All chemical processing plants have one common feature: they possess cooling water towers. In fact, cooling water towers are ubiquitous in our 21st Century. Unfortunately, most chemical engineers have a weak understanding of cooling water tower operation --- through no fault of their own, but rather because cooling water technology is generally not taught in universities these days. There are a variety of reasons for this outcome, but the major reason is that labortory-sized and pilot plant-sized cooling water towers are not readily available.
However, we do not need a scale replica of a cooling water tower to understand its operation and to identify those features of its operation most relevant to technology transfer. To gain a thorough understanding of cooling water tower operation, we simply need to employ technology developed centuries ago; i.e., we can simulate cooling water tower operation using evaporative cooling from porous, clay pots.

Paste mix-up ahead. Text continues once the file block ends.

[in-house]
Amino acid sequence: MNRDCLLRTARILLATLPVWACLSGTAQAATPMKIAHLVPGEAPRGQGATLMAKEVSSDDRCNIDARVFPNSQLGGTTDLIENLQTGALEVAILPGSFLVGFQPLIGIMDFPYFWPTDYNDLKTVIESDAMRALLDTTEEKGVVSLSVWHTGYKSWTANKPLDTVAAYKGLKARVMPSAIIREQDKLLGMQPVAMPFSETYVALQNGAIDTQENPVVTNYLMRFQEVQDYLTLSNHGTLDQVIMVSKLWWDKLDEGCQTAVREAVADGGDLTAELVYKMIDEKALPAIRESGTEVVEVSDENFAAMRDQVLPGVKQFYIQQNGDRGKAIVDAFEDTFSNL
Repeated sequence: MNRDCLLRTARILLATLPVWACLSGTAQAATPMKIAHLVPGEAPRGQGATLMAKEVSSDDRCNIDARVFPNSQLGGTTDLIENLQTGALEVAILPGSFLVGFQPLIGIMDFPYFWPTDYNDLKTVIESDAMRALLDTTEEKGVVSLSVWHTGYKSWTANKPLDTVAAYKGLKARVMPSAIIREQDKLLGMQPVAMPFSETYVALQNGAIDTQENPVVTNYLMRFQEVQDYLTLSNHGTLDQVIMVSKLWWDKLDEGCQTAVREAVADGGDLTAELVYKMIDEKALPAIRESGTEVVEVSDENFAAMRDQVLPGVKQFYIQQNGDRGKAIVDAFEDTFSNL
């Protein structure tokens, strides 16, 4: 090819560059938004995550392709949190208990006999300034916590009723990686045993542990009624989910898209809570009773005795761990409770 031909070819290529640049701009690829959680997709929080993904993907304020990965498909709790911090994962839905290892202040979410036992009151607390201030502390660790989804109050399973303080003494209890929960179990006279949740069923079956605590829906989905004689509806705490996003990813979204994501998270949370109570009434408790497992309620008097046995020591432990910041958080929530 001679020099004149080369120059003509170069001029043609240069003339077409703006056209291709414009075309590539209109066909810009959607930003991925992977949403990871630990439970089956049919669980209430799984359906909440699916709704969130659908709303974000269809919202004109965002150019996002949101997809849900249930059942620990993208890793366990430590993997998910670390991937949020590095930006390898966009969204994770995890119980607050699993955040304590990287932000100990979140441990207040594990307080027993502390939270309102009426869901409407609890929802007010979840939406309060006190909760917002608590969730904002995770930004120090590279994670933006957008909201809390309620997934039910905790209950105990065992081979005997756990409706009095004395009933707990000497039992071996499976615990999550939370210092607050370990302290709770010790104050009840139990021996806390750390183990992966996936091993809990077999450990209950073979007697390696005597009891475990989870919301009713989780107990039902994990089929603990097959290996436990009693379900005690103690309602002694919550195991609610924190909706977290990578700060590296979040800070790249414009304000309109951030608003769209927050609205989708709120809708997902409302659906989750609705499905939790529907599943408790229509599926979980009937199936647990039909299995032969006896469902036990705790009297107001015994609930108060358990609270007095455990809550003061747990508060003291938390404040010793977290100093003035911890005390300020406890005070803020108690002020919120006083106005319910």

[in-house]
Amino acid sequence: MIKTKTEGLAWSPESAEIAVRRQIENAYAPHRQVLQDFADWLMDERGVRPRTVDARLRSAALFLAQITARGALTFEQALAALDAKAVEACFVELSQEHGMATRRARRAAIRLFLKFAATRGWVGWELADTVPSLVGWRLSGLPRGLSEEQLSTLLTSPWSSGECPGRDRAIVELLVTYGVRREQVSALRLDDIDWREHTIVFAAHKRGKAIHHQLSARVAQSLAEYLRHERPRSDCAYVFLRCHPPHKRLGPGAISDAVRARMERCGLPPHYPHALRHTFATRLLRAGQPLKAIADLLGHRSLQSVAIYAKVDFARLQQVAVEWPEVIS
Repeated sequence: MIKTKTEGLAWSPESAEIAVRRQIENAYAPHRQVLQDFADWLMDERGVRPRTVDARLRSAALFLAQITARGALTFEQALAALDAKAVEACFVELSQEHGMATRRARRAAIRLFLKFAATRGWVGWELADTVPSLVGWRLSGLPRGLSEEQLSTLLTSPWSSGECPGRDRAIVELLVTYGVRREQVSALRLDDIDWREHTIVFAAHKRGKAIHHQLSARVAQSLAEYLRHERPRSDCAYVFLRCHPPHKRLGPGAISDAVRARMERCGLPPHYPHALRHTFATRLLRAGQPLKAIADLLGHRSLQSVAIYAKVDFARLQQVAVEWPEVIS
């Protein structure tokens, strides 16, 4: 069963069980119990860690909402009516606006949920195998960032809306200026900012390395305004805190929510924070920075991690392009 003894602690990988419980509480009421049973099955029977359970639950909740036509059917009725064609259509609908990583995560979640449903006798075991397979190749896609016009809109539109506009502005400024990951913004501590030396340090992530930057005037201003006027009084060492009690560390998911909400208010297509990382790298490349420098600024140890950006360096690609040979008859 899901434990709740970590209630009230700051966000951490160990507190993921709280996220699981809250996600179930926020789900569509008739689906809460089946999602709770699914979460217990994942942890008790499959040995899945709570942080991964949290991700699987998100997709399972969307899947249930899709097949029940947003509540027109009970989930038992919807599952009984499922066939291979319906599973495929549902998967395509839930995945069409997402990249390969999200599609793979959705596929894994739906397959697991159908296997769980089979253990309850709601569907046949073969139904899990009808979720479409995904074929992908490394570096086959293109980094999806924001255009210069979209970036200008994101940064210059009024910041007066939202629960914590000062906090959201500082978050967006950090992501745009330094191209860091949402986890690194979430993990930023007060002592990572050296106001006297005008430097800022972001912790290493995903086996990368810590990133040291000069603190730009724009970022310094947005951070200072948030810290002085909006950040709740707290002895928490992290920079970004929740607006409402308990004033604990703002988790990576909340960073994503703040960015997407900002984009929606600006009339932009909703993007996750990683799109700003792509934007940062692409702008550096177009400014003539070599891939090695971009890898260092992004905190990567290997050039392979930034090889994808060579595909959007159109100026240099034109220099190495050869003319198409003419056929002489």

This presentation discusses evaporative cooling in light of cooling water tower operation. We develop a mathematical model of evaporative cooling and discuss the experimental results that support our model. We relate these results to water tower operation.
See more of this Group/Topical: Topical 2: Innovations in Process Research and Development